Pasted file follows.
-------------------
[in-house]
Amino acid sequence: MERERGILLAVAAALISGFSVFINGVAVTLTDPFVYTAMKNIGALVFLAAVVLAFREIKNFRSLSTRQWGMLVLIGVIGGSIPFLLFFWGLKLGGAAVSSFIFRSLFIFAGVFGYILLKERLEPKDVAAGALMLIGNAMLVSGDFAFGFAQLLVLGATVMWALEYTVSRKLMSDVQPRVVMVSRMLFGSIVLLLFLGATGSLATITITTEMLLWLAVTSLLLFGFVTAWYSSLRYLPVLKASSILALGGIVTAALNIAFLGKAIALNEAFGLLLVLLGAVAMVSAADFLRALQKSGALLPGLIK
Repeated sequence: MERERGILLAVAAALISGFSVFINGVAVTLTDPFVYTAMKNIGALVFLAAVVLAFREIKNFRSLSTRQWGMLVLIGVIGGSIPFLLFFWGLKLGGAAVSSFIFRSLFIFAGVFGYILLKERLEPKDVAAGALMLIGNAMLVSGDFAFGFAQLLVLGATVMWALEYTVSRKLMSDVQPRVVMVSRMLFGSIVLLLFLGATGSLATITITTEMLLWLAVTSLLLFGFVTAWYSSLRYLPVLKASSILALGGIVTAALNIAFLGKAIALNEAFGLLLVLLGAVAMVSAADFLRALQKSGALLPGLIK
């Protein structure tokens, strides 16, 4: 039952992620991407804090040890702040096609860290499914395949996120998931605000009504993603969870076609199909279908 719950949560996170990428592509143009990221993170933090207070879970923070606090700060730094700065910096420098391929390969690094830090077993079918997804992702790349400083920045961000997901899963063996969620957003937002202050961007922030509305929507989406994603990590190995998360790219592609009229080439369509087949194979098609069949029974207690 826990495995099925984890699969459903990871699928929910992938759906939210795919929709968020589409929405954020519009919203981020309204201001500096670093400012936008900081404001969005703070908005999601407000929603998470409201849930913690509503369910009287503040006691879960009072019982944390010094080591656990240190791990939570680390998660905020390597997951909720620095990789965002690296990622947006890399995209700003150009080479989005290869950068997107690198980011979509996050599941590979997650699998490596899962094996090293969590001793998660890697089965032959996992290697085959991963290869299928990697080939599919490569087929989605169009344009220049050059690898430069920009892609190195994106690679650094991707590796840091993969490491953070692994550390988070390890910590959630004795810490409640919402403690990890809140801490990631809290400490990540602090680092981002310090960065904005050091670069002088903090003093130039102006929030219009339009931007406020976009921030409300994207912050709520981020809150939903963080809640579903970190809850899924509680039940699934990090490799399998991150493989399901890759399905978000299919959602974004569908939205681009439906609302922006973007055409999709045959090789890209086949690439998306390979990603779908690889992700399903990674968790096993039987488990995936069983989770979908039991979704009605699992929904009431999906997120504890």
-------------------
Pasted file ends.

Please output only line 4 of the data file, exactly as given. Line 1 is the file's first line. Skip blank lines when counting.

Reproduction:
């Protein structure tokens, strides 16, 4: 039952992620991407804090040890702040096609860290499914395949996120998931605000009504993603969870076609199909279908 719950949560996170990428592509143009990221993170933090207070879970923070606090700060730094700065910096420098391929390969690094830090077993079918997804992702790349400083920045961000997901899963063996969620957003937002202050961007922030509305929507989406994603990590190995998360790219592609009229080439369509087949194979098609069949029974207690 826990495995099925984890699969459903990871699928929910992938759906939210795919929709968020589409929405954020519009919203981020309204201001500096670093400012936008900081404001969005703070908005999601407000929603998470409201849930913690509503369910009287503040006691879960009072019982944390010094080591656990240190791990939570680390998660905020390597997951909720620095990789965002690296990622947006890399995209700003150009080479989005290869950068997107690198980011979509996050599941590979997650699998490596899962094996090293969590001793998660890697089965032959996992290697085959991963290869299928990697080939599919490569087929989605169009344009220049050059690898430069920009892609190195994106690679650094991707590796840091993969490491953070692994550390988070390890910590959630004795810490409640919402403690990890809140801490990631809290400490990540602090680092981002310090960065904005050091670069002088903090003093130039102006929030219009339009931007406020976009921030409300994207912050709520981020809150939903963080809640579903970190809850899924509680039940699934990090490799399998991150493989399901890759399905978000299919959602974004569908939205681009439906609302922006973007055409999709045959090789890209086949690439998306390979990603779908690889992700399903990674968790096993039987488990995936069983989770979908039991979704009605699992929904009431999906997120504890």